Taming Type 1

Correcting a Low Blood Sugar

Making sure your blood sugar stays at normal levels is the most important technique in managing diabetes. For those of us relying on insulin, we don’t just have to worry about highs, but also worry (maybe even more-so) about lows. Typically, blood sugar will go low due to exercise or excess insulin, and it can happen fairly frequently if we don’t have our basal/bolus correct. But when do we say a blood sugar is “low” anyway? What’s the best way to correct it when it is? And what kind of food is ideal for correcting it?

What is a “low” blood sugar?

Let me first note that I’ll be speaking in terms of mg/dl. If you use a different unit of measurement, feel free to reference this chart. A healthy individual’s fasting blood sugar (as in, not right after eating some cake) is around 80-90. That being the case, most experts would consider 80-90 to be a great blood sugar, and below 70 to be getting into “low” territory. Some would recommend correcting blood sugars as high as 100, but I believe this comes out of a fear of diabetics being so out of control that even near-low numbers are a threat. If you’re following the principles laid out by Dr. Bernstein, this shouldn’t be a concern, and you need not consider anything above 70 to be low. After all, if normal blood sugars are what we’re after, we shouldn’t correct a normal blood sugar. I personally will only correct if it’s below 70.

That said, context is key. For example, if you have lots of insulin on board and you know it’s effect hasn’t finished yet, 70 could mean 60 or even 50 later, and it may be a good idea to be safe and correct a bit for it. This can especially be a danger if you’re about to go to bed. You also need to be cautious if you’re sick or haven’t figured your basal rates out. In such cases, it’s sometimes better to be safe than sorry. Unless you know your blood sugars will stay level and aren’t dropping, it may be good to exercise some caution.

What’s the best way to manage a low blood sugar?

Typical guidelines would suggest correcting for a low, any low, with 15g of carbohydrate. I find this dubious and prone to error, especially if you’re eating low-carb and suddenly less tolerant to sugar. Your goal should always be getting back to normal blood sugars, rather than just getting out of a low. Blindly flinging the same amount of sugar at a 65 that you would at a 35 will leave you way higher than you want, followed by an insulin dose that might bring you back low again. You don’t want to be up and down constantly. How do we avoid this roller coaster? Through testing and establishing predictability.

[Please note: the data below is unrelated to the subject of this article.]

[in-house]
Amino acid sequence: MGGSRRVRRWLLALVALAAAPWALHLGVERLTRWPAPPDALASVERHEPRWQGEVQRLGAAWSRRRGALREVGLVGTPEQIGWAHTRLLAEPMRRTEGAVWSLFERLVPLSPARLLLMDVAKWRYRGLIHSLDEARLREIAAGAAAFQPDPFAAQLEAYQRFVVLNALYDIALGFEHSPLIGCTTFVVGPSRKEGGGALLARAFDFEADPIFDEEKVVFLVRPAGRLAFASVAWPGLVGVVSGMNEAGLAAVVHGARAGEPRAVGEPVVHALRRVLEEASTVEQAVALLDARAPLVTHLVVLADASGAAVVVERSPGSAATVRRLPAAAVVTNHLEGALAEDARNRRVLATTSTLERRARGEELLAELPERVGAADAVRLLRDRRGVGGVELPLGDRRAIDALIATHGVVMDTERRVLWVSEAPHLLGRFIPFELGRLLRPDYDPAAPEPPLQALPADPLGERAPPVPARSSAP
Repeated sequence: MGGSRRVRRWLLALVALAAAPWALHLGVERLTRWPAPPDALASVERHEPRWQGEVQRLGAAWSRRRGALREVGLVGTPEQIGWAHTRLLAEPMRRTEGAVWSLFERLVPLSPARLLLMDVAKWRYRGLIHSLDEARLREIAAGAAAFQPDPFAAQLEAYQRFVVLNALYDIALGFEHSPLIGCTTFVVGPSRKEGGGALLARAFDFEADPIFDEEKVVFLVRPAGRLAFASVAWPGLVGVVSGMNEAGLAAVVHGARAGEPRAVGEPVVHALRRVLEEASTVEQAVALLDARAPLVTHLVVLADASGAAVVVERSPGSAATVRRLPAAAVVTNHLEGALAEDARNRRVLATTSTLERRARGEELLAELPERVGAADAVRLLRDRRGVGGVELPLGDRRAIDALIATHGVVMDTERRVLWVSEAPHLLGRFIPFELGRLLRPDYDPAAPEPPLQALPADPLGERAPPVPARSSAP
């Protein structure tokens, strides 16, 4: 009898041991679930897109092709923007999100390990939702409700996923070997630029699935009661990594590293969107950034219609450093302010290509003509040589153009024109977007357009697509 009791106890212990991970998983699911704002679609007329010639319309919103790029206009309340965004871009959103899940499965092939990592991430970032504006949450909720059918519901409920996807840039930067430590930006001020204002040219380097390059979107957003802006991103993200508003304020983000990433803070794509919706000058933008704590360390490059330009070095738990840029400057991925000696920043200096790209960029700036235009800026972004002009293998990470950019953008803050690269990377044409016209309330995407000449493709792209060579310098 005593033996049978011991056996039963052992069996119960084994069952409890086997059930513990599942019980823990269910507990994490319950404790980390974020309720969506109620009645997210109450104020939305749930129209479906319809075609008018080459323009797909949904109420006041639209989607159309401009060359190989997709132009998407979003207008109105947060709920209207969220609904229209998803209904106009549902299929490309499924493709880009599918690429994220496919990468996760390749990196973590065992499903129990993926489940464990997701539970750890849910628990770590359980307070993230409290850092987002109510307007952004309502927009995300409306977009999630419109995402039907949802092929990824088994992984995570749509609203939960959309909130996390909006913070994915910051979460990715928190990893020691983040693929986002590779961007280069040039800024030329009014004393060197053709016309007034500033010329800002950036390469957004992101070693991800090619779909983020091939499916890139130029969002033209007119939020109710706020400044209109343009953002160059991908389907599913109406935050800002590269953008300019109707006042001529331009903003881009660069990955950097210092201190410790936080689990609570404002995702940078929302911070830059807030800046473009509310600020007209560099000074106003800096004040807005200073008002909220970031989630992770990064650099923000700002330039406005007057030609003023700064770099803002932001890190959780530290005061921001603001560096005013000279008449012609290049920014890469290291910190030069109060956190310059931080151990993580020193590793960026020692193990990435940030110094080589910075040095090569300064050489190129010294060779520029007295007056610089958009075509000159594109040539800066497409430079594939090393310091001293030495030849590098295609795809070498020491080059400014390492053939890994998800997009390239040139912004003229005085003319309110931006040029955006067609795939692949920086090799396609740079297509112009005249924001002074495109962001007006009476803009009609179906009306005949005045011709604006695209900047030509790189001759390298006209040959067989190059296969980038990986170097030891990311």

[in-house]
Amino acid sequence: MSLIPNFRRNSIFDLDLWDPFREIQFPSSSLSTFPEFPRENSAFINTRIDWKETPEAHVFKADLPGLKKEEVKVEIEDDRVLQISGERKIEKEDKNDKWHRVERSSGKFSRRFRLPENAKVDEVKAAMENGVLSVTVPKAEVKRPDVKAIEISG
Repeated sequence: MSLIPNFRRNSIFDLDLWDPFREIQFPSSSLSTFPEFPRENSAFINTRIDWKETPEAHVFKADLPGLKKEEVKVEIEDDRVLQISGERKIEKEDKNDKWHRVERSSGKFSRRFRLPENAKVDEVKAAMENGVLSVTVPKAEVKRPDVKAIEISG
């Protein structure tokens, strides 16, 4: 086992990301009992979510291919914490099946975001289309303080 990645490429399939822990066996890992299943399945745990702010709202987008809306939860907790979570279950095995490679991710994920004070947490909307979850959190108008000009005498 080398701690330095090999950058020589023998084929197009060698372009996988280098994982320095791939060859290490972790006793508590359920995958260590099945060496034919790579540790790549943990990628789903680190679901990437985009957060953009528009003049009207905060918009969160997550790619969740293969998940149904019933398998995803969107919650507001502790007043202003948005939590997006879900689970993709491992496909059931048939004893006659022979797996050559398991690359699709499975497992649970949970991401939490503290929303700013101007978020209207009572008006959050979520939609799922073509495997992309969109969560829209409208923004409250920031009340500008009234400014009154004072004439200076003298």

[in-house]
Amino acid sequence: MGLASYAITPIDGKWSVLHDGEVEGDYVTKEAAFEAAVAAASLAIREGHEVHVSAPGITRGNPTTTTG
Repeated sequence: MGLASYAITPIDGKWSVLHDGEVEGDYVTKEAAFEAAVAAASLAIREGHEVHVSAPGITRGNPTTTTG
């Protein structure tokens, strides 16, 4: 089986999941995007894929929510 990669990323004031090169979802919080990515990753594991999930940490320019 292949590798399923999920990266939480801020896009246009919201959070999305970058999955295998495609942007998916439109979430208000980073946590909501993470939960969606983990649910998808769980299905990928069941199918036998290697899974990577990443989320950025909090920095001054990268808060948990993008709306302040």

What do I mean by that? I mean finding out exactly how many grams of sugar raise your blood sugar by how many points, and using that to judge how much sugar you need to get back up to that magic 80-90 range. That means taking more sugar if you’re very low, and less if you’re just on the edge. That means knowing exactly how much sugar you need to get from 50 to 80 and no further, and eating just that much rather than 15 grams every time. How do you do that, and where do you start?

Dr. Bernstein notes that, for the average person, 8 grams or sugar will bring blood sugar up by 40 points. Use this as your starting point. When you have a low, let’s say it’s 50, take those 8 grams of sugar. Half an hour later, test your blood sugar and see where it’s at. If it’s still low, you know you need to take more. If it’s at 120, you know you need to take less. Simple, right? Write all of this down; your low blood sugar, how much you took, and the result. Keep doing that experiment, tinkering with it every time you’re low, until you’re able to figure out your exact sensitivity to glucose, and thus able to predict how much sugar you need to get back to that golden range consistently.

What should you correct with?

When you do this experiment, you don’t want any confounding variables. This is why it’s important that you always correct with something that is consistent, like glucose tabs. Not candy, not chips, not a box of cookies. Why? Because only glucose tabs are specifically made to be precise, while typical sweets are not. And, those sweets come with various ingredients that might impact how your body absorbs them. 8g of sugar from grape juice or a Twix may impact you differently than 8g from pure sugar. You want to have as little variables as possible, so stick to correcting with glucose tabs. That way, you know exactly what you’re getting and it’s more predictable.

Another benefit to glucose tabs is that they are less tempting. After all, they taste like chalk. Especially the grape ones, YUCK! That’s actually a good thing. Being low shouldn’t be a rewarding experience that gives you an excuse to eat the cheat foods you miss the most. Especially if you’re raising a t1 child, giving them a treat every time they’re low is asking for trouble. Plus, you risk falling back into bad habits by enjoying the treats you’re now abstaining from. Avoid that risk and avoid creating rewards for missteps by sticking to something simple and not-very-pleasant, such as glucose tabs. For a cheaper alternative, you can use smarties, though they are more tempting

Key Take-Aways:

  1. Correct when you’re under 70 mg/dl in most cases.
  2. Experiment and test to find exactly how much sugar you need, and don’t over-do it.
  3. Use glucose tabs to keep things predictable and not tempting.

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